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Less Common Places You May Find a Mirror

Less Common Places You May Find a Mirror

Mirrors are a staple of interior design for both commercial and domestic purposes. Mirrors have been used – for better or worse – in all imaginable styles and adorning all manner of surfaces and furnishings. Since their creation thousands of years ago, different eras brought with them different uses for mirrors, while technological advancements saw mirrors in places we’d never have expected! Here we make tribute to the creativity of humanity as we examine the less usual places to use a mirror for style or function.

On the furniture

Mirrored furniture popped into mainstream usage during the Art Deco era which kicked off in pre-World War I France. Before this, mirrored furniture was exclusively reserved for dressing tables and sideboards with built-in vanity mirrors. Well by the time the roaring 20s were in full-swing, mirrored furniture had established itself on the scene and the shiny, silver reflective surfaces could be found on shelves, drawers, coffee tables, desks, and any other piece of furniture you can imagine. Mirrored furniture is great for adding a neutral addition to your room as it will reflect your lighting and colour scheme without adding any of its own.

On your dinner table

Mirrored table runners are more common at weddings and other events where the organiser or venue has them to watch with an overall décor, but they can be bought for home use too! Mirrored table runners provide an excellent centrepiece for your dining table and will make your feast appear grander by reflecting a copy of your food and drink! Mirrored table runners will also reflect flickering candles or other tabletop light sources for a delightful effect and to maximise your light for meals in darker venues.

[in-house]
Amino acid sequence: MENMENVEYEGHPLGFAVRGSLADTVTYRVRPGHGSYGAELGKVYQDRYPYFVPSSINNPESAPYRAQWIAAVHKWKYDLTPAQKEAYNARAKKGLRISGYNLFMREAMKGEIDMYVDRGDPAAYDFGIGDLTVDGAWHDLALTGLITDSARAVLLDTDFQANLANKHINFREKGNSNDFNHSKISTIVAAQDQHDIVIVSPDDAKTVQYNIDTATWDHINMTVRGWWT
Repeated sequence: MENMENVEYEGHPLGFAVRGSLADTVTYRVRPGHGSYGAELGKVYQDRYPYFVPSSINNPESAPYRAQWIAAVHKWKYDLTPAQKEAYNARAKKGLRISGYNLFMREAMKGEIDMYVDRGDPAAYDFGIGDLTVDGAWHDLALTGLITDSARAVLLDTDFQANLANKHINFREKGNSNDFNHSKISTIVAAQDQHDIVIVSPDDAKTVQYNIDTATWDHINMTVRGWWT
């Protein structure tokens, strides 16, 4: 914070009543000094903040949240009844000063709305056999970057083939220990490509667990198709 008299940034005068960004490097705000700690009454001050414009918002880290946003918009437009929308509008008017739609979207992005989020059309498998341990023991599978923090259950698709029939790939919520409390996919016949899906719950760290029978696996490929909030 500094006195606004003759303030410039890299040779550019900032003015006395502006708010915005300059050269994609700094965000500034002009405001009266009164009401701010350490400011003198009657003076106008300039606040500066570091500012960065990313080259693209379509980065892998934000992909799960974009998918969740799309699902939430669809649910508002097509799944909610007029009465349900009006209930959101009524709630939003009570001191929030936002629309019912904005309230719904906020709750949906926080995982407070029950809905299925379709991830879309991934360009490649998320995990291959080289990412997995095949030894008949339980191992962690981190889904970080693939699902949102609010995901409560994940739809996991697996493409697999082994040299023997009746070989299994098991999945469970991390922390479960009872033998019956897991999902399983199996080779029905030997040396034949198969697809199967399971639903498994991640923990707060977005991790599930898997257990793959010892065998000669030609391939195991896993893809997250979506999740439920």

On the floors and ceiling

Mirrored floors and ceilings have pretty much always been reserved for majestic, Vegas-style architecture and design. Marble hotels, Trump towers, and gilded casinos are all prime locations for monstrously large halls topped and bottomed with mirrors. These designs are now a little dated to say the least, but mirrored floors and ceilings were all the rage in the 70s, designed to reflect all that glittering gold make the impression of an even larger, grander space.

There are limitless ways to implement mirrors in your interior design, some focused purely on style, others providing useful functions! If you’re looking for the perfect mirror to add to your interior, check out William Wood Mirrors today!

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